Sputnik – Faced with a US threat to re-impose sanctions on Iran, which is complicating the attraction of foreign investment, Tehran is looking for alternative sources of financing its energy projects.
According to the country’s Minister of Petroleum Bijan Zangeneh, up to 75 percent of the $200 billion Iran needs to sink into its and gas production were expected to come in the form of foreign investments, Press TV reported.
However, these plans have been seriously hampered by President Donald Trump’s recent decision to exit the 2015 nuclear deal and re-impose sanctions on the Islamic Republic.
To handle the problem, Iran now plans to issue bonds to fund oil projects and has already offered such projects both in national and foreign currency-denominated bonds.
In the past, the government had issued sovereign state-guaranteed bonds to pay its debts and improve the balance sheet of the banking sector.
Under Islamic banking rules, no interest is paid on bonds and buyers become stockholders and share in the profits or losses of the bond issuer.
The government hopes that the issue of bonds denominated in foreign currencies may check the dollar- and euro-buying spree caused by the recent depreciation of the national currency, the rial, and secure much-needed funds for development projects.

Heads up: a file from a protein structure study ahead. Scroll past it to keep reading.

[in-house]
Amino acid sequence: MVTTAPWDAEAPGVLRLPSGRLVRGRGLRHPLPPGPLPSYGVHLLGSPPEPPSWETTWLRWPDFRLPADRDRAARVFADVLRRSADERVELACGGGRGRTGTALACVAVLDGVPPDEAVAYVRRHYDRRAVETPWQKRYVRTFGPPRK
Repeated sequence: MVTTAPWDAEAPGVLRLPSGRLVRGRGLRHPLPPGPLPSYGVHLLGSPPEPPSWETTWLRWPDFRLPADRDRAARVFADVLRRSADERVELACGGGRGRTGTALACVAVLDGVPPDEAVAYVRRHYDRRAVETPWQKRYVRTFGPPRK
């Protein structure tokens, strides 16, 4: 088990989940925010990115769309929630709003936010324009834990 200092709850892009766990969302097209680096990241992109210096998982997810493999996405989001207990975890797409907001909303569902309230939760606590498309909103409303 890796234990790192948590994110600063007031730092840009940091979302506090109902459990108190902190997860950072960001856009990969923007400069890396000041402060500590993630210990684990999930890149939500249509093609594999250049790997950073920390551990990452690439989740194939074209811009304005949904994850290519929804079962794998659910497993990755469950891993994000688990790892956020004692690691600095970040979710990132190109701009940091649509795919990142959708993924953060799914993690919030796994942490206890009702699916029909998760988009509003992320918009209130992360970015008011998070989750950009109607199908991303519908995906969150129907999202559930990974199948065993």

On Saturday, Bijan Zangeneh unveiled plans to jack up oil output by 460 million barrels within three years from 29 oilfields.
On May 9, US President Donald Trump said the US was walking away from the 2015 nuclear agreement with Tehran, the JCPOA, which imposes strict restrictions on Iran’s nuclear program in exchange for the loosening of economic sanctions.
Trump has said that he would re-impose US sanctions on the country and threatened to sanction foreign companies doing business with Iran.
Following Trump’s announcement, the leaders of France, Germany and the United Kingdom expressed their regret over Trump’s decision in a joint statement, stressing their countries’ commitment to the JCPOA.
They have also announced plans to apply a 1996 law that would prohibit European companies from complying with any sanctions the US would reintroduce against Tehran.
Washington’s European allies remain firmly committed to the existing nuclear agreement with Tehran and want to work with Russia to avoid what they believe would be a disaster if the groundbreaking deal falls through.